Wednesday, April 1, 2009

April Fool's Day

by Mike DeCapite

April is here. When I got home from work on Friday my room was shadowy and the sky was bright above the alley. I set an ashtray on the windowsill, put my feet up on the desk, and listened to a record I’ve had since I was fifteen. One night Luke and I walked into one of the mall record stores where a harmonica was playing and I looked up as though I were in church. You know how you look up, by reflex? The record——I later found out from the words but I heard it instantly in the music——was about the road. It was about a life lived from place to place, person to person, job to job, but ultimately alone. It was about being honest rather than good. It accepted the nature of time and change, and imagined life as a series of episodes and entanglements which add up to an idea. The harmonica poured its heart out and the music glittered like sunlight on the spokes of a wheel or the surface of a stream. That moment was one of those recognitions of how things are, and are going to be, and the song has been like a church to me ever since.

Springtime always brings me back around to this record, which is about the presence of the past as much as anything else. On Friday as I leaned back against the bookcase, the music opened a window on the past. The past was a room I was looking into, and I was in that room, and it was the same room as the one I call the present. The things of this room are from the past, the same as my reasons for being here, all of which——the books, the trunk, the room, my reasons——are of the present, too. The past exists on the same plane as the present, with its wives and friends who come and go and the difficulties of communication and the permanence of impermanent relations and vice versa. I haven’t spoken to Flo since I left New York. A few weeks ago I had a tough conversation with Kitty, one of those conversations in which you can hear how things are and how they’re going to be. It’s five years since we split up, five years since I moved into this room. There are scenes and utterances which will be with me for the rest of my life. I undermined both marriages by drinking, which is a way of hanging onto a moment that’s already gone. I undermined my second marriage with guilt about the first, which is another way of hanging on. The guilt I’ve gotten past. I couldn’t carry that guy anymore, with all his ideas about things. What’s still standing, what’s hardest to accept, is the minor tragedy that all of us are right. There’s no turning back. There’s no help for it, there’s no one to call about it, there’s nothing much to say about it because it just is. And it’s always now.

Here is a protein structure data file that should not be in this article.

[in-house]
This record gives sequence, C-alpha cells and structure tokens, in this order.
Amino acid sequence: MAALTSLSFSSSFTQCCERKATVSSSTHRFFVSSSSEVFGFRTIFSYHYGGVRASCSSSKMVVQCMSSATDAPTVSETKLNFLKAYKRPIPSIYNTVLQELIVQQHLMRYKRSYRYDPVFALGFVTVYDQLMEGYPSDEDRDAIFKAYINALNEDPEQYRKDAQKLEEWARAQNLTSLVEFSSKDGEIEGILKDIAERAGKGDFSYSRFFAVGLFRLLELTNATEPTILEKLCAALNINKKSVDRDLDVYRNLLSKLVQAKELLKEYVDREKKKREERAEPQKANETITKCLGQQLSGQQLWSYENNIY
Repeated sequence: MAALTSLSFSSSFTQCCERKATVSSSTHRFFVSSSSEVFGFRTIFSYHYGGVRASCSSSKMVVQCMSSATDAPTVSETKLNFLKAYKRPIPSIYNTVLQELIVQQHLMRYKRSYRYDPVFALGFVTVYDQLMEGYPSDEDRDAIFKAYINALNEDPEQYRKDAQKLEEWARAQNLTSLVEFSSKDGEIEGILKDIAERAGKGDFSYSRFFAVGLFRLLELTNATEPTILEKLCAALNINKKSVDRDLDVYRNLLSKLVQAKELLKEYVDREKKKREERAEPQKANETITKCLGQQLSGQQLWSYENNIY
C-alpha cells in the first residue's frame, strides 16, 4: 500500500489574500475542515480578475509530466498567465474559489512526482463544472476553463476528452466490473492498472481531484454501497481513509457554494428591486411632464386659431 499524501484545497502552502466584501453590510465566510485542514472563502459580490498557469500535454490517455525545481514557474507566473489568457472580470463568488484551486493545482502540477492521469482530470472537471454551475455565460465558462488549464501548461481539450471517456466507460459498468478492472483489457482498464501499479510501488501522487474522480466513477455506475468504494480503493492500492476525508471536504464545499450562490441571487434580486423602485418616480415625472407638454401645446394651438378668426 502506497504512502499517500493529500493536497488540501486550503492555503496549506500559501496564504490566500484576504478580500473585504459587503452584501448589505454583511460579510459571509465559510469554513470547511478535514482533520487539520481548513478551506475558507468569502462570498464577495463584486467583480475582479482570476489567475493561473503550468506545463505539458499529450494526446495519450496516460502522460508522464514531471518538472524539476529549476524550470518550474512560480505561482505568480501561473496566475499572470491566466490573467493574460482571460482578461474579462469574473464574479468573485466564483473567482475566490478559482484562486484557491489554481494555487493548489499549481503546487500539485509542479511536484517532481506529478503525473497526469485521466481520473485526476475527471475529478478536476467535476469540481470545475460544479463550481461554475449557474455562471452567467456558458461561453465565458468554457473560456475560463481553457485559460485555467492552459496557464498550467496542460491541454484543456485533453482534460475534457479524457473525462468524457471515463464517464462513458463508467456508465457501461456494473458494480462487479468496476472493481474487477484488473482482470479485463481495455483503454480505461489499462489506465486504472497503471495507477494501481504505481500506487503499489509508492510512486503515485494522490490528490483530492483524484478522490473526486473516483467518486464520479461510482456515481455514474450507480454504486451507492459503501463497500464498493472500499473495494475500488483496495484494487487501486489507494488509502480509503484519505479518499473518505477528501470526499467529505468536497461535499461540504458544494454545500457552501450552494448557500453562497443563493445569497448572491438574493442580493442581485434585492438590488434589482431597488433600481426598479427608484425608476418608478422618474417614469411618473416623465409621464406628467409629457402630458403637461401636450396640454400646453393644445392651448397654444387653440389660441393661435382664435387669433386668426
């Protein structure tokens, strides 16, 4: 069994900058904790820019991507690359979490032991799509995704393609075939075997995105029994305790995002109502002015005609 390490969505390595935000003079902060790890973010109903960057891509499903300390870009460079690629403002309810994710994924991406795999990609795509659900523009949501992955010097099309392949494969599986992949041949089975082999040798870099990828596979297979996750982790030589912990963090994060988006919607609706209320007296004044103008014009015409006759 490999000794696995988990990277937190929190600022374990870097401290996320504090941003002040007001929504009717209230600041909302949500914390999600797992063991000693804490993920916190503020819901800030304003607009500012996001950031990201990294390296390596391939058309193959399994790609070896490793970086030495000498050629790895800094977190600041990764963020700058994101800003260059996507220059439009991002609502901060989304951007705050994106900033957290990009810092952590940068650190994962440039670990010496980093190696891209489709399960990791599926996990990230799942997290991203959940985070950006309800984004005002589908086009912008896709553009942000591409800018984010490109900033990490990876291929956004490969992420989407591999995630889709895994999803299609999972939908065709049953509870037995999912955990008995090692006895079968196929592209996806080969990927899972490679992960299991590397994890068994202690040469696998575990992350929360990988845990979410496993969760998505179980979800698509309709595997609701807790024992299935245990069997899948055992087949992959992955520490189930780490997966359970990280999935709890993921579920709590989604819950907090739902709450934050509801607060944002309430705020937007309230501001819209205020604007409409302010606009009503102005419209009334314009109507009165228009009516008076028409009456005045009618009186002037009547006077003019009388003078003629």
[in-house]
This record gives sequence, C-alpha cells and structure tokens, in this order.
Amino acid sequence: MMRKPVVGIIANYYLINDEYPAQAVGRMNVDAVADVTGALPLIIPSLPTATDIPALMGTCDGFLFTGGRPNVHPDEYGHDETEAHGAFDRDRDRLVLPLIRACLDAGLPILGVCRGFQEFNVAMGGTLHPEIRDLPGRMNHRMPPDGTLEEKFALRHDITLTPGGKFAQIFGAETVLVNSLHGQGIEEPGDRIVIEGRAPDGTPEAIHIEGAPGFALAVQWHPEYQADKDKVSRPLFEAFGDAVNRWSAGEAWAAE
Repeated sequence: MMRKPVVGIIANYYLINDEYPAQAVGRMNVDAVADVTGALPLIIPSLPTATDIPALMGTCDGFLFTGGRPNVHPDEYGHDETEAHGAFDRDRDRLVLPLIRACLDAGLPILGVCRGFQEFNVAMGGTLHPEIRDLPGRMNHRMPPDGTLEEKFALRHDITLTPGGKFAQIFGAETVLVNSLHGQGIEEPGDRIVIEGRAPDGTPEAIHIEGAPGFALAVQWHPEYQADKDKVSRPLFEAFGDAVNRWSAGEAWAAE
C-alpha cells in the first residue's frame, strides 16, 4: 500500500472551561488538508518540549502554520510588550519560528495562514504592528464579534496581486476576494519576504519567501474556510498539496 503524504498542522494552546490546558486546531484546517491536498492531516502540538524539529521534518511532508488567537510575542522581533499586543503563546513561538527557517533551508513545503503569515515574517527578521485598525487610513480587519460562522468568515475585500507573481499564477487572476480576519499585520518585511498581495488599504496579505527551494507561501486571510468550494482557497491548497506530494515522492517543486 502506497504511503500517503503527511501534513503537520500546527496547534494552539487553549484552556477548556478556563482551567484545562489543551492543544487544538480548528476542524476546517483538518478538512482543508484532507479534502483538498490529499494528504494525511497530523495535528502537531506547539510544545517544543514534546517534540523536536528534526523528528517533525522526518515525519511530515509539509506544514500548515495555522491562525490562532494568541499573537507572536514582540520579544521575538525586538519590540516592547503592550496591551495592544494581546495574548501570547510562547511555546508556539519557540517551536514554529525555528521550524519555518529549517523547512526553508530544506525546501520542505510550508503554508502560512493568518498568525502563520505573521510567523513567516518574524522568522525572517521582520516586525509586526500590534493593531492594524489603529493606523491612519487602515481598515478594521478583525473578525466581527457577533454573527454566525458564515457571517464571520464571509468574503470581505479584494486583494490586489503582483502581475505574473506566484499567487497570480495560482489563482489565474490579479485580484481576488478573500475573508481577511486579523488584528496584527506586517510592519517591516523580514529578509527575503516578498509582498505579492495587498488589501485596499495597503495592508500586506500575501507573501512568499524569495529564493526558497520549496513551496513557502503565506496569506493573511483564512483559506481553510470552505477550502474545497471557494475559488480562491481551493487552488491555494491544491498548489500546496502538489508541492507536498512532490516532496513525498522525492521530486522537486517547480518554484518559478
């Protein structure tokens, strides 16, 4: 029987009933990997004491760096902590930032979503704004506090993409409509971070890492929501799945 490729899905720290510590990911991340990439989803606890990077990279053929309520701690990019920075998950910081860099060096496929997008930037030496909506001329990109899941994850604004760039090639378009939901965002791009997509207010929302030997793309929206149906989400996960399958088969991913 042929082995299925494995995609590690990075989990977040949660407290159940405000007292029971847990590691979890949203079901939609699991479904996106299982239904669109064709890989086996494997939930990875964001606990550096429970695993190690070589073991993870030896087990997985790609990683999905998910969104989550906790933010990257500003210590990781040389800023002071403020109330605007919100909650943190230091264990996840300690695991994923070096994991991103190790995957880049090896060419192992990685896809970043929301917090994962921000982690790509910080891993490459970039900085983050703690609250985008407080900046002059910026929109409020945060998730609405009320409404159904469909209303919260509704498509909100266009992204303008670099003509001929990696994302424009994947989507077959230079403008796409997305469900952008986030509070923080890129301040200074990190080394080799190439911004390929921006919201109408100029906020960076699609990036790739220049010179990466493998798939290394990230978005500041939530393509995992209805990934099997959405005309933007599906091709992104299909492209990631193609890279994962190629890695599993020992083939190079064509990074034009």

When the record was done I swept and straightened the room and stacked some books on the bare floor. Then I went to a party which the warm weather had engendered as naturally as it brought forth the buds, walking quietly through the dusk, inhaling jasmine so sweet it was almost sour, and gardenia, and other things I couldn’t name. I didn’t want to go. I had nothing to say, I didn’t want to talk, or listen to others talk. The sky was emptying out. A bright pink contrail, which looked as permanent as a scar, had disappeared without a trace when I looked again.

At the party, everywhere I turned there were a bottles of liquor and wine and mixers and olive spears and fruit, and everyone was mixing and sipping delicious-looking and civilized martinis in cold metal shakers and Campari-&-sodas with orange slices and bourbons on the rocks, but my momentary temptation to have a drink was an ember easily stamped out, because it’s been a long time already and I have, hopefully, a long way to go.